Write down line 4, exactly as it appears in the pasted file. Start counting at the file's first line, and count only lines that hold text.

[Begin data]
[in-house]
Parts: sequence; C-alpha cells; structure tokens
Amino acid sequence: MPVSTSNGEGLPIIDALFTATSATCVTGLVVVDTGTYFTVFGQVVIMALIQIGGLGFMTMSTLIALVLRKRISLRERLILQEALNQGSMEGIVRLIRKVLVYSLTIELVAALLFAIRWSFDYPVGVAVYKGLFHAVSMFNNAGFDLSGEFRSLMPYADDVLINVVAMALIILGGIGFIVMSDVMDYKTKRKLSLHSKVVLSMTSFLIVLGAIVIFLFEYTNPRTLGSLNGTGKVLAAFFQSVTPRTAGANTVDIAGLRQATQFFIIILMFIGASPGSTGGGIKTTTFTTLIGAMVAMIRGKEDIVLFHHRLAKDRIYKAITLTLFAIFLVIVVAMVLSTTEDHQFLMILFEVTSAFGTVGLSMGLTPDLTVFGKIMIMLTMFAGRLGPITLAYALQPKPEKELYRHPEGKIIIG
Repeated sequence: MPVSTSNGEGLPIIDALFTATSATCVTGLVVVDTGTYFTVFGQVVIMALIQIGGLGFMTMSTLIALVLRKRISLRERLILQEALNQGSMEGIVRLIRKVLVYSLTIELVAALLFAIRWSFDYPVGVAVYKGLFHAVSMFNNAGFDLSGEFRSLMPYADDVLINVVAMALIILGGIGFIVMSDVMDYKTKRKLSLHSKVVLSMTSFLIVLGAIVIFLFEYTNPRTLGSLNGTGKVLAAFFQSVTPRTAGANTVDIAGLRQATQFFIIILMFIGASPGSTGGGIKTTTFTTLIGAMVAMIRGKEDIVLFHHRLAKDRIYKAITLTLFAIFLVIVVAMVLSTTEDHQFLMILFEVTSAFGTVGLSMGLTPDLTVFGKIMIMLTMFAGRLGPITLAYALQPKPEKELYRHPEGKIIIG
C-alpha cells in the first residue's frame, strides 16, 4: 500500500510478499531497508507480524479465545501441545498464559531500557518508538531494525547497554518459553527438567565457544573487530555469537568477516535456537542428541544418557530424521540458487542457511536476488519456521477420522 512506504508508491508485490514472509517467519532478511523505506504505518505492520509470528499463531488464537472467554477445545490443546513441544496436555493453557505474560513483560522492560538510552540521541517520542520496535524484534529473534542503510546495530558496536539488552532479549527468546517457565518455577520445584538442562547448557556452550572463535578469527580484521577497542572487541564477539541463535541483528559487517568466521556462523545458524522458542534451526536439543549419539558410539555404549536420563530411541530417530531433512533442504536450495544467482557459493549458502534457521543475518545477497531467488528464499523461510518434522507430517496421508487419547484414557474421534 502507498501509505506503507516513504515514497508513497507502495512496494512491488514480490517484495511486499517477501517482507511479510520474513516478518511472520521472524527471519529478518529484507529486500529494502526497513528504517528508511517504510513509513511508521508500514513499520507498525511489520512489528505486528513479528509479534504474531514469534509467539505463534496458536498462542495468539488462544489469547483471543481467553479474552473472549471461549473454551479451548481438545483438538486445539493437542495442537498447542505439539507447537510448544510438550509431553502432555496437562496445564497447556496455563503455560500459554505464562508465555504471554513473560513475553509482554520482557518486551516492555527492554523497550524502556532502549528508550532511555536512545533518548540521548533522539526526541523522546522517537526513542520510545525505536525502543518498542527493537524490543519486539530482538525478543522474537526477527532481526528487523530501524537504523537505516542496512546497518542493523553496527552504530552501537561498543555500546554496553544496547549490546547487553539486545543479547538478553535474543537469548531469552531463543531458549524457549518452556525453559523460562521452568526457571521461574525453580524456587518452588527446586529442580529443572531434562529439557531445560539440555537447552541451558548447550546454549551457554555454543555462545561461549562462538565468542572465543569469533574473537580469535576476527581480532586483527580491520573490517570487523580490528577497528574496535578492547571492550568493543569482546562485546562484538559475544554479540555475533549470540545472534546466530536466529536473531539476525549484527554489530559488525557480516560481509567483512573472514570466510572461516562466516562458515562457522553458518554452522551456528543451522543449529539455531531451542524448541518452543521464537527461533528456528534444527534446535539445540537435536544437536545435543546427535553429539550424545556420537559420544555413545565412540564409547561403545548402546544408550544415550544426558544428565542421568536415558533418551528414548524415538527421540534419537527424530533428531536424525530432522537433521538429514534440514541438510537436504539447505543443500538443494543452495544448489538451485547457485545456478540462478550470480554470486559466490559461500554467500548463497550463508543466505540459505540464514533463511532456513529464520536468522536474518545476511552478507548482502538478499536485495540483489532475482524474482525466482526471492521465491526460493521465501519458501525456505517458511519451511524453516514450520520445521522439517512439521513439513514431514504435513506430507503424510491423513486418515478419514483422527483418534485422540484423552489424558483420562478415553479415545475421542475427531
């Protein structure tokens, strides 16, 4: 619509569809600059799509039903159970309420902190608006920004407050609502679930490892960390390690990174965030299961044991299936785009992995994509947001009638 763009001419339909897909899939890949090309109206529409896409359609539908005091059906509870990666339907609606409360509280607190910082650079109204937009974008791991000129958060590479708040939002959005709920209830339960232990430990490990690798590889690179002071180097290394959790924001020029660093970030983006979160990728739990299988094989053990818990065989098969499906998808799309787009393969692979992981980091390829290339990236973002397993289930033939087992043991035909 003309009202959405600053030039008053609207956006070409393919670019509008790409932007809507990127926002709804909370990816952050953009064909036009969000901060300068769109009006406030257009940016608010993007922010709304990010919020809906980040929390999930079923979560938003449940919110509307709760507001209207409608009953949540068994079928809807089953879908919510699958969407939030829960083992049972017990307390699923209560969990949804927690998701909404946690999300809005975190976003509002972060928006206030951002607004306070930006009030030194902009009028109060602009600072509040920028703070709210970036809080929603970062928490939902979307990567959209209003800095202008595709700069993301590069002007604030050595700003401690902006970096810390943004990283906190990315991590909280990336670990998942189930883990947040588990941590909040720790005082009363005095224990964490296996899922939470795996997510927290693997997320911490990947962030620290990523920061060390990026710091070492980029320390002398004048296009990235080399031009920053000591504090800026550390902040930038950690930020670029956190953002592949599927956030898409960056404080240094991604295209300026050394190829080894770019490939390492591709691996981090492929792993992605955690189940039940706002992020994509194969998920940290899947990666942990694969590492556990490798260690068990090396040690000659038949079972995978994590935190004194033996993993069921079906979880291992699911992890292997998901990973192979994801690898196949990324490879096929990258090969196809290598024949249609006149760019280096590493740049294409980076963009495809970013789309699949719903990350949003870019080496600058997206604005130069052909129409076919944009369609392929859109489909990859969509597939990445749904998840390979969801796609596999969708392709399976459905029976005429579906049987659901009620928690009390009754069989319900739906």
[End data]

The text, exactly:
Repeated sequence: MPVSTSNGEGLPIIDALFTATSATCVTGLVVVDTGTYFTVFGQVVIMALIQIGGLGFMTMSTLIALVLRKRISLRERLILQEALNQGSMEGIVRLIRKVLVYSLTIELVAALLFAIRWSFDYPVGVAVYKGLFHAVSMFNNAGFDLSGEFRSLMPYADDVLINVVAMALIILGGIGFIVMSDVMDYKTKRKLSLHSKVVLSMTSFLIVLGAIVIFLFEYTNPRTLGSLNGTGKVLAAFFQSVTPRTAGANTVDIAGLRQATQFFIIILMFIGASPGSTGGGIKTTTFTTLIGAMVAMIRGKEDIVLFHHRLAKDRIYKAITLTLFAIFLVIVVAMVLSTTEDHQFLMILFEVTSAFGTVGLSMGLTPDLTVFGKIMIMLTMFAGRLGPITLAYALQPKPEKELYRHPEGKIIIG